Heart attacks must be treated promptly to minimize heart damage and address blockages. This may include the use of both drugs and surgical procedures. Treatment is also given to relieve the acute symptoms associated with heart attacks and acute coronary syndrome. Once the initial attack or episode has been resolved, other treatments and lifestyle changes are frequently prescribed and implemented to help decrease the risk of recurrence.
As in all heart diseases, controlling blood pressure (reducing hypertension) is a primary concern. Drugs, such as digoxin, which helps the heart increase contractions, and antiarrhythmics, such as procainamide, which help synchronize the contractions, may also be used, depending on how the heart is reacting. Other medications may also be prescribed, including beta blockers, ACE inhibitors, anticoagulants, antiplatelet medicines, and drugs that dissolve or split up blood clots (thrombolytic medications). For unstable angina, a baby aspirin is considered a first-line treatment. Sometimes medical procedures are needed, such as angioplasty or coronary artery bypass grafting. Your healthcare practitioner may also prescribe diet and exercise changes appropriate to your condition.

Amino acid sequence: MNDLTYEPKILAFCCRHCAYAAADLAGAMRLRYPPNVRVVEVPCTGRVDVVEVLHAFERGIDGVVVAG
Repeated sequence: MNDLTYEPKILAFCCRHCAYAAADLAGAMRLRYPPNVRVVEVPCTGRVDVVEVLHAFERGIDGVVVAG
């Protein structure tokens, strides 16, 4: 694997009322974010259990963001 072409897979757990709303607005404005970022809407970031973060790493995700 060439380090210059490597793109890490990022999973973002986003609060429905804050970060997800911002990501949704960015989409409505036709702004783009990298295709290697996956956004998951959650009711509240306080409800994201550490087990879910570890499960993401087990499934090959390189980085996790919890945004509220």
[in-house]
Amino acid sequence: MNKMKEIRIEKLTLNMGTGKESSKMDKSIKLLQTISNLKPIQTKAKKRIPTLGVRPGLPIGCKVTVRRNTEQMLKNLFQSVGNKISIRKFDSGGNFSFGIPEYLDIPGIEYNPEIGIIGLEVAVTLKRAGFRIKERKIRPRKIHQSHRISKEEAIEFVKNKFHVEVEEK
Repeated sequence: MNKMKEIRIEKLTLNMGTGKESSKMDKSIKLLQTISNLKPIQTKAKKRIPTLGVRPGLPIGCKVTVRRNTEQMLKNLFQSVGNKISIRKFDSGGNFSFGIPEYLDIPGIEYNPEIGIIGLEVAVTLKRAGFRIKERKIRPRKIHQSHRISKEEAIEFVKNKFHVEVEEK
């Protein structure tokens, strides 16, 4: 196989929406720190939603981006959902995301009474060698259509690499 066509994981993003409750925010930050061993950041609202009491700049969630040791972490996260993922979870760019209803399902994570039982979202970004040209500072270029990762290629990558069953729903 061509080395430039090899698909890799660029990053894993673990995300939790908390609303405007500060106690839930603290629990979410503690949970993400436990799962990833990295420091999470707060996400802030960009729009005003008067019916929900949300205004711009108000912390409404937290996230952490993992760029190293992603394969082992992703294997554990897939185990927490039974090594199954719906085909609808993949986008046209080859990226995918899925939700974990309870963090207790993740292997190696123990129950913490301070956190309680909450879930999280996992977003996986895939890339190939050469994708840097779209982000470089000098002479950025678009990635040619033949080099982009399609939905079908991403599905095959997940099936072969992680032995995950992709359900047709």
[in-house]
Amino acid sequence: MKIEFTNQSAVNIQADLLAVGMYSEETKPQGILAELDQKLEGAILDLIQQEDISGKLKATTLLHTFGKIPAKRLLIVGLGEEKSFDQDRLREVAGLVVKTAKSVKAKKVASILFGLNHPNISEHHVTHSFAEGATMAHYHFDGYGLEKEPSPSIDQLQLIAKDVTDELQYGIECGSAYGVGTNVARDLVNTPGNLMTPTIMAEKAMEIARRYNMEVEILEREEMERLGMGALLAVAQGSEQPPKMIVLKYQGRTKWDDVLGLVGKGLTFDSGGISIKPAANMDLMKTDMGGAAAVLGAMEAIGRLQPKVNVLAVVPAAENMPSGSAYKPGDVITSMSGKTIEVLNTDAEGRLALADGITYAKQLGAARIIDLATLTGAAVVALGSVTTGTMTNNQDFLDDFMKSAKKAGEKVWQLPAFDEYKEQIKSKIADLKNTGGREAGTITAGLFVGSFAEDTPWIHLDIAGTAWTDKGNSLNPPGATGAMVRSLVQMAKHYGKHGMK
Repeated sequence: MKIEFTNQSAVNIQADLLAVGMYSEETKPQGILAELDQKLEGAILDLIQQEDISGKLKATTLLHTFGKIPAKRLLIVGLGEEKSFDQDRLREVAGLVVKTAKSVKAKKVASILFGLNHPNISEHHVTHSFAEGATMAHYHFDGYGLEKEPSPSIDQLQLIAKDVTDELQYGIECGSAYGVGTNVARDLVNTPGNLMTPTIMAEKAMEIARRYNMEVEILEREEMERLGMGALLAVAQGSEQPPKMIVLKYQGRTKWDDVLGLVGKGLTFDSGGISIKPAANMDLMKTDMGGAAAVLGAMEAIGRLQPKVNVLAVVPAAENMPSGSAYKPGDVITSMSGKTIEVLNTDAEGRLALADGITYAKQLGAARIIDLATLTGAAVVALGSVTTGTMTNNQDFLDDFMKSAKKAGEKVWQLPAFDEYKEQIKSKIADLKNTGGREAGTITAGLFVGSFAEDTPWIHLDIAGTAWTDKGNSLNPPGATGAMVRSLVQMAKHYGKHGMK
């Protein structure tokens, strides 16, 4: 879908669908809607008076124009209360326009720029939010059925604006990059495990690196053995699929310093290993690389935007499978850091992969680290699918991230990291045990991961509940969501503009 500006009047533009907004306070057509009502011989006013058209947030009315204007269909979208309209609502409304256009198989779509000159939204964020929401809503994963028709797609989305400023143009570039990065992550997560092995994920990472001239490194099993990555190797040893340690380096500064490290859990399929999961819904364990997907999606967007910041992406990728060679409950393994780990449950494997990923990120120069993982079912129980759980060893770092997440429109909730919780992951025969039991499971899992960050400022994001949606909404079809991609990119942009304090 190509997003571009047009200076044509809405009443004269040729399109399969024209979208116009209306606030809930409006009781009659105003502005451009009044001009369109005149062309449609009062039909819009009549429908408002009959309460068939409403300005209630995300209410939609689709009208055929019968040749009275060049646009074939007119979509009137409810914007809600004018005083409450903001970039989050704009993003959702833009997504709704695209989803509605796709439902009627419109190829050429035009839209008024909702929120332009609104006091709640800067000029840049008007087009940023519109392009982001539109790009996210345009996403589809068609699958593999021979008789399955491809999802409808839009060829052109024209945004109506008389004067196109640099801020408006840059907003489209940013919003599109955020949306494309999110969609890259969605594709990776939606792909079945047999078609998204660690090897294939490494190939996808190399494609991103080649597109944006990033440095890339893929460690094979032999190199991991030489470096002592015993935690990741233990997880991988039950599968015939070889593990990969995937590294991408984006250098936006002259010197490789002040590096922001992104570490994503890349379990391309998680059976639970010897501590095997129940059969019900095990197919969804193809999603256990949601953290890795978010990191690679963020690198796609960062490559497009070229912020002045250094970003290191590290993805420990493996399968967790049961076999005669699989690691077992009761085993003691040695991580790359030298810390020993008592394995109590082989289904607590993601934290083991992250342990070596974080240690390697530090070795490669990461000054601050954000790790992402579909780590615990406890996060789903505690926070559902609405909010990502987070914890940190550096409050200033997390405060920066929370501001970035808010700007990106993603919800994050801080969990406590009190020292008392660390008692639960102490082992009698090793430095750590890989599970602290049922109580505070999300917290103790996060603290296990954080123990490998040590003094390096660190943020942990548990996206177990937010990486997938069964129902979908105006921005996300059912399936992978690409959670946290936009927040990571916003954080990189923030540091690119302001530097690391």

For more information, visit the National Heart, Lung, and Blood Institute: How is a Heart Attack Treated?